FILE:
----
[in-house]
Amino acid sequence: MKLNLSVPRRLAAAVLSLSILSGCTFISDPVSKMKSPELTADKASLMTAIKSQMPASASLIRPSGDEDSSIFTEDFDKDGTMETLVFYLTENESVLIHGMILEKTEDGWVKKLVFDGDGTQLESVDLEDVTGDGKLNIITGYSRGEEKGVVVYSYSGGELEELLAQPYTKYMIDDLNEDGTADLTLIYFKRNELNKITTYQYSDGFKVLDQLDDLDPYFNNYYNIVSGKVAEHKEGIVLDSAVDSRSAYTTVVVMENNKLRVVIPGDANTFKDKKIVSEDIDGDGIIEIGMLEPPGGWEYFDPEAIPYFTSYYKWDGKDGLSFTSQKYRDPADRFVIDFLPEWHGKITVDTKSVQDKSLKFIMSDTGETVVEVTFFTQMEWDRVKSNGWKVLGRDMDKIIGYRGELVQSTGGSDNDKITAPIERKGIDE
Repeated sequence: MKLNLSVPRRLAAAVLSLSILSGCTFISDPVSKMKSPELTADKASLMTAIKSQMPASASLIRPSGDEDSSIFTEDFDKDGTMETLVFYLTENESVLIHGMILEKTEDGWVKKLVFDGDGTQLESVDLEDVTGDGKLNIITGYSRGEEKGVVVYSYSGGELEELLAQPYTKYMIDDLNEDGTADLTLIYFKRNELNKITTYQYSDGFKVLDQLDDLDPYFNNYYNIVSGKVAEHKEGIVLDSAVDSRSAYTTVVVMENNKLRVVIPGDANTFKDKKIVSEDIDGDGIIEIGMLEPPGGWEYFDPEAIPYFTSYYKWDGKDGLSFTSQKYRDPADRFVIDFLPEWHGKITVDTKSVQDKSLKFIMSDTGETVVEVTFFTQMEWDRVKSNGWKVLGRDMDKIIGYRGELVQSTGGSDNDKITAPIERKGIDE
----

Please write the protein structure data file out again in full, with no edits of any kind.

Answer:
[in-house]
Amino acid sequence: MKLNLSVPRRLAAAVLSLSILSGCTFISDPVSKMKSPELTADKASLMTAIKSQMPASASLIRPSGDEDSSIFTEDFDKDGTMETLVFYLTENESVLIHGMILEKTEDGWVKKLVFDGDGTQLESVDLEDVTGDGKLNIITGYSRGEEKGVVVYSYSGGELEELLAQPYTKYMIDDLNEDGTADLTLIYFKRNELNKITTYQYSDGFKVLDQLDDLDPYFNNYYNIVSGKVAEHKEGIVLDSAVDSRSAYTTVVVMENNKLRVVIPGDANTFKDKKIVSEDIDGDGIIEIGMLEPPGGWEYFDPEAIPYFTSYYKWDGKDGLSFTSQKYRDPADRFVIDFLPEWHGKITVDTKSVQDKSLKFIMSDTGETVVEVTFFTQMEWDRVKSNGWKVLGRDMDKIIGYRGELVQSTGGSDNDKITAPIERKGIDE
Repeated sequence: MKLNLSVPRRLAAAVLSLSILSGCTFISDPVSKMKSPELTADKASLMTAIKSQMPASASLIRPSGDEDSSIFTEDFDKDGTMETLVFYLTENESVLIHGMILEKTEDGWVKKLVFDGDGTQLESVDLEDVTGDGKLNIITGYSRGEEKGVVVYSYSGGELEELLAQPYTKYMIDDLNEDGTADLTLIYFKRNELNKITTYQYSDGFKVLDQLDDLDPYFNNYYNIVSGKVAEHKEGIVLDSAVDSRSAYTTVVVMENNKLRVVIPGDANTFKDKKIVSEDIDGDGIIEIGMLEPPGGWEYFDPEAIPYFTSYYKWDGKDGLSFTSQKYRDPADRFVIDFLPEWHGKITVDTKSVQDKSLKFIMSDTGETVVEVTFFTQMEWDRVKSNGWKVLGRDMDKIIGYRGELVQSTGGSDNDKITAPIERKGIDE